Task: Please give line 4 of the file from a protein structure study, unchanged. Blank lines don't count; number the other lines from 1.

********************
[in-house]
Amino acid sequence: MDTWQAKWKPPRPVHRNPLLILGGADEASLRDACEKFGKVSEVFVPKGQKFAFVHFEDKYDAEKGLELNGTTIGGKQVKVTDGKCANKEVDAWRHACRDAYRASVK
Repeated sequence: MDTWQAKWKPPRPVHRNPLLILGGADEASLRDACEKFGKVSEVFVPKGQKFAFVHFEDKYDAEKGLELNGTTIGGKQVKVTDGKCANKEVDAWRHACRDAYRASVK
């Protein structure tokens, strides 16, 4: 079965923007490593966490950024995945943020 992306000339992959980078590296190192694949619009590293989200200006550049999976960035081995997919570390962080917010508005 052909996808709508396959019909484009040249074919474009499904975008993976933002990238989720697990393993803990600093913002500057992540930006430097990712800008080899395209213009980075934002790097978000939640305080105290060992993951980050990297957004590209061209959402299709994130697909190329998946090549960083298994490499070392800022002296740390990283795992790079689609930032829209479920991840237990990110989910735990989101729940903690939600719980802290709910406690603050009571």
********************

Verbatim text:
């Protein structure tokens, strides 16, 4: 079965923007490593966490950024995945943020 992306000339992959980078590296190192694949619009590293989200200006550049999976960035081995997919570390962080917010508005 052909996808709508396959019909484009040249074919474009499904975008993976933002990238989720697990393993803990600093913002500057992540930006430097990712800008080899395209213009980075934002790097978000939640305080105290060992993951980050990297957004590209061209959402299709994130697909190329998946090549960083298994490499070392800022002296740390990283795992790079689609930032829209479920991840237990990110989910735990989101729940903690939600719980802290709910406690603050009571």